Double Trouble: Bill Clinton and Elvis Presley in the Land of No Alternatives, by Greil Marcus. Henry Holt and Company, 248 pages, $25.00.
Even now, it is an indelible image: Bill Clinton in sunglasses blowing "Heartbreak Hotel" through his saxophone on The Arsenio Hall Show in 1992. It was the meeting of politics and pop, Bubba and Elvis. Proof that rock 'n' roll can make a president--and, though less successfully, vice versa.
Diners, Bowling Alleys and Trailer Parks: Chasing the American Dream in the Postwar Consumer Culture, by Andrew Hurley. Basic Books, 409 pages, $27.50.
The lunch counter in my college town is called the Yankee Doodle, and its best moments come just after the 6:00 a.m. opening. Late-night partiers straggle in before bed, thesis writers on an all-night jag fuel up, and the blue-collar workers who clean the dormitories start their day with fried eggs, fried hamburgers, fried donuts, or home fries. For a few sunrise moments, class divisions drown in a sea of butter.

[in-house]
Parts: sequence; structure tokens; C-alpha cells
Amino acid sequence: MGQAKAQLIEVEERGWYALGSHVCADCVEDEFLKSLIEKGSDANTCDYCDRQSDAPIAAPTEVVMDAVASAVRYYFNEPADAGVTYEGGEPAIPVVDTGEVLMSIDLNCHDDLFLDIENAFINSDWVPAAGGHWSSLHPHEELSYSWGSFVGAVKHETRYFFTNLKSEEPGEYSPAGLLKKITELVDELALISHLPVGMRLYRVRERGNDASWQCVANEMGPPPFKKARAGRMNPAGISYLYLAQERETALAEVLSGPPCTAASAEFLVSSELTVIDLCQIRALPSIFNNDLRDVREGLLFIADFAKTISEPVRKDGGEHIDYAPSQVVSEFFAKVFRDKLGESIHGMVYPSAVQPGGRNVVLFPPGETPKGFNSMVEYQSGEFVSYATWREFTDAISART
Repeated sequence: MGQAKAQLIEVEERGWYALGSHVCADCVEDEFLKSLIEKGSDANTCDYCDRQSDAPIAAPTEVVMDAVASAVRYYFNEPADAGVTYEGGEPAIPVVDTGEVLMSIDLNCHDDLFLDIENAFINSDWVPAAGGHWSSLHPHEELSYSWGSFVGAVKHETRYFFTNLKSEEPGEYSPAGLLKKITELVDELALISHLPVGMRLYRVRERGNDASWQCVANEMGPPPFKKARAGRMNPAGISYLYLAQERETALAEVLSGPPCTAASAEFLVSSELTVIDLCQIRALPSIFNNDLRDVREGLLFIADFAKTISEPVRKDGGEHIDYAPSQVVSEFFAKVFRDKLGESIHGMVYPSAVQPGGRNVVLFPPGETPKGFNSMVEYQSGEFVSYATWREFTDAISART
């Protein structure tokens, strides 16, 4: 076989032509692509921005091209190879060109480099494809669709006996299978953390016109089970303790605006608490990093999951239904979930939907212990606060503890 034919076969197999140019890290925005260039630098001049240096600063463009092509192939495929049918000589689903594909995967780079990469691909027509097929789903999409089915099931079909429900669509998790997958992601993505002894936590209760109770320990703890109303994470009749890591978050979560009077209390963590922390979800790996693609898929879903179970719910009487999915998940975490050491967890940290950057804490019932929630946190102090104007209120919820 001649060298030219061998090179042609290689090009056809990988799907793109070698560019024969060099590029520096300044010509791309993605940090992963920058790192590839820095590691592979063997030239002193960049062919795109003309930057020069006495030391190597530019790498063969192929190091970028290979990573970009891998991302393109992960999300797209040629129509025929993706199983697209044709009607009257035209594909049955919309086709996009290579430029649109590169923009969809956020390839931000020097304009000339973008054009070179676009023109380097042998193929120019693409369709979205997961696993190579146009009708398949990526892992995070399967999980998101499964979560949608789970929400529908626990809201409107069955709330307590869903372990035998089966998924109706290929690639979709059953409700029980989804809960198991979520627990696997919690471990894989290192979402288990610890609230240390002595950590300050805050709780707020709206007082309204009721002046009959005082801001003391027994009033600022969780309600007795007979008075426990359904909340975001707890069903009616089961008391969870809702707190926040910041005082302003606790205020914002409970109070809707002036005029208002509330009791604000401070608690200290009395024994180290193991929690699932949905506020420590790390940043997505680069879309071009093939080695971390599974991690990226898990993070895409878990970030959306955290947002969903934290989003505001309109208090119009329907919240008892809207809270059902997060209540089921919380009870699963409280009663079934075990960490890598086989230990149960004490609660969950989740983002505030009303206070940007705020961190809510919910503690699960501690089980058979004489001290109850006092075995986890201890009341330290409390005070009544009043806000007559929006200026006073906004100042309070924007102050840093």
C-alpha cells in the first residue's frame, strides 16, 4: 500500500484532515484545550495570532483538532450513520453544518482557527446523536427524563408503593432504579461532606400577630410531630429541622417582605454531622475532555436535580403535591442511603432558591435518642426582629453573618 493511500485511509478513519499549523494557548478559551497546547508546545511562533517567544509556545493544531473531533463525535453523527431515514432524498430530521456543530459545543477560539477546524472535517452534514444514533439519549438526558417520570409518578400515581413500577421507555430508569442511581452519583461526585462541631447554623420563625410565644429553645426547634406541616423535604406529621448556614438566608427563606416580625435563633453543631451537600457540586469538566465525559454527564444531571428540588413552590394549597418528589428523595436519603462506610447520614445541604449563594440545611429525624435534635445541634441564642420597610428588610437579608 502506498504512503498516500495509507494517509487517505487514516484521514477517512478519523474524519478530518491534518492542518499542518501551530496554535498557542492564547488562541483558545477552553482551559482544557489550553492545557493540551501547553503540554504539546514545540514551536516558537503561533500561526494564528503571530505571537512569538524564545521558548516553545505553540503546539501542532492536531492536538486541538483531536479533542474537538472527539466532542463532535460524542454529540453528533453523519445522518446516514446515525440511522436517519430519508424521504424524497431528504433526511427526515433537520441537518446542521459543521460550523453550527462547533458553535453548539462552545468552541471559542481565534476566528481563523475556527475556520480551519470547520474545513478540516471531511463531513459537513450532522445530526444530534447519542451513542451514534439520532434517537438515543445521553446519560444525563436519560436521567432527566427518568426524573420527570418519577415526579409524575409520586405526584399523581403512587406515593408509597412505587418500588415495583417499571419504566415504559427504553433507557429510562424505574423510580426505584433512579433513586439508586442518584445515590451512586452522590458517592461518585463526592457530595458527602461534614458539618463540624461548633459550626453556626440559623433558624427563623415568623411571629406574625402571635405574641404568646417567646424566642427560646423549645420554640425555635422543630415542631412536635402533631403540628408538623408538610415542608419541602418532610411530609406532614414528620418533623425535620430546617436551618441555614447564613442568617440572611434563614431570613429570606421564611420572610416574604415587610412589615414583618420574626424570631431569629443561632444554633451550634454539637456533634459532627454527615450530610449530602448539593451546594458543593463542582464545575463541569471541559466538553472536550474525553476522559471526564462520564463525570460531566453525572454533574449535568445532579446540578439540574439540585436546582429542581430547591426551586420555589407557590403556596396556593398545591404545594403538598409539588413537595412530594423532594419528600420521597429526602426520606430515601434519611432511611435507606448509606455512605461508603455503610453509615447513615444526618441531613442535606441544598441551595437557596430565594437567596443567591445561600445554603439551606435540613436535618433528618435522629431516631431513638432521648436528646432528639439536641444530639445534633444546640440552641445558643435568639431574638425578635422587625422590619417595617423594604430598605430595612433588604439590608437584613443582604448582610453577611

The American public may think that Clinton-era lawsuits reined in Big Tobacco. After all, settlements with the industry have resulted in $240 billion for state governments and a stream of ads about the hazards of cigarettes.
But the Marlboro Man and his compadres still ride roughshod over public-health policy around the world. In the past few months alone, the tobacco industry has made gains by airing child-friendly television commercials in Uruguay, reversing a ban on tobacco promotion in the United Arab Emirates only 10 days after its passage, and winning the appointment of a key ally to run the economy in Costa Rica.